Back before I knew what a variable was, and I thought git was an idiot, twice a month I would haunt Beijing Linux Users Group meetings. These gatherings were filled with developers engaging in lively discussions about technology. After formal talks, geeks would wistfully recall the days before Unity while nursing bottles of Qingdao beer. I left each meeting equal parts inspired…and confused. But regardless, I wanted in. I wanted to be that code slinging superstar. So one day, I took a seasoned Linux veteran aside. and asked, “how do I learn how to code?” The friendly fellow reflectively responded with , “build something.” Throughout my journey that has been by far the best and worst advice given to me.
I remember how I felt when I heard those words. Build something? Me? At that point, the extent of my scripting talents was limited to using a Python IDE as a giant alternative calculator. How was I going to build something, or better yet, solve a problem, when I couldn’t even identify a problem?
Fast forward a year. My life has been a revolving door of tutorials, and books especially designed for n00bs I have a special name for this period of learning- tutorial purgatory. You know enough to have a semi-decent conversation about the new concepts you are learning- but you can’t apply said concepts outside of the tutorial examples.
Before I continue, it must be said that tutorials have been, and continue to be indispensable vehicles that have gotten me to where I am today. I have learned all sorts of fundamental information through tutorial. Heck, I plan on starting a new one next week.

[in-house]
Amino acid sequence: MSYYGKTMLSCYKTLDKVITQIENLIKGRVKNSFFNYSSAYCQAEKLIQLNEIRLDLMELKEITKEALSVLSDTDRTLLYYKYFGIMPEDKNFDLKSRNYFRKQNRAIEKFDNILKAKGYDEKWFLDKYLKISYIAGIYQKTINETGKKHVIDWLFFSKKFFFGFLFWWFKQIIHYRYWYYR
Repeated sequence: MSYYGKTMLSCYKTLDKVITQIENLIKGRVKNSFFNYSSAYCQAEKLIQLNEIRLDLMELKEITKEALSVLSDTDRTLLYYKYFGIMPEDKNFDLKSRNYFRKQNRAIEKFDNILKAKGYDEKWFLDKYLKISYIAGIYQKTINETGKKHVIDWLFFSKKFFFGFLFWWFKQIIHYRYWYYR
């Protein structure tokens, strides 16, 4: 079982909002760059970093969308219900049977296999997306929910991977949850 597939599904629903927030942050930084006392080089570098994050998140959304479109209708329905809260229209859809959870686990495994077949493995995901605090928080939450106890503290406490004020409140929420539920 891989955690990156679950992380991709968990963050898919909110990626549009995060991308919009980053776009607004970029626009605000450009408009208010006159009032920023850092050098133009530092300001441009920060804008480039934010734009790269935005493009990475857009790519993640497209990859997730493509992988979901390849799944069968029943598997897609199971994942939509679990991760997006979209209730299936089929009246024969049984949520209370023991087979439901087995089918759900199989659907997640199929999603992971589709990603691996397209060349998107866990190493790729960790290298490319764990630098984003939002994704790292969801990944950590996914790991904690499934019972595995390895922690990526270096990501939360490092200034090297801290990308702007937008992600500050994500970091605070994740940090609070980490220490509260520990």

But the bottom line is I didn’t aspire to become a programmer just to muddle my way through an endless loop of tutorials. I am learning how to code because I want to become a badass, rogue hacker.
How to Be a Badass-in-Training
Codecademy: Not all tutorials are created equal. Codecademy offers a balanced blend of tutorial, and miniature projects. If you made up your mind that you want to learn how to program like five minutes ago, then this is a good place to start.
OpenHatch: OpenHatch is a non-for-profit which helps new developers contribute to open source projects. The ‘missions’ are fun ways to learn important concepts such as working with tar archives, and git. The website is very nice, however I suggest finding a real live person to help you with one of the projects. When it comes to Open Hatch, I find that having a physical mentor beats IRC chats any day, especially when you are brand new at this stuff.
Be the Critic
Take some time out to make a list of everything that makes your life a little less pleasant. Is your alarm clock not doing the trick? Are you looking for an even easier way to split up the bill? Are you trying to find a more intuitive way to organize your smart phone’s address book? After you’ve made your list, see if you could use what you already know to solve some of these problems. For example, you could write a simple Python script to calculate and split the bill, or if you are interested in hardware you could make your own alarm clock by using an arduino micro-controller.
And finally, don’t be a stranger. If you are working on a cool project, please let me know!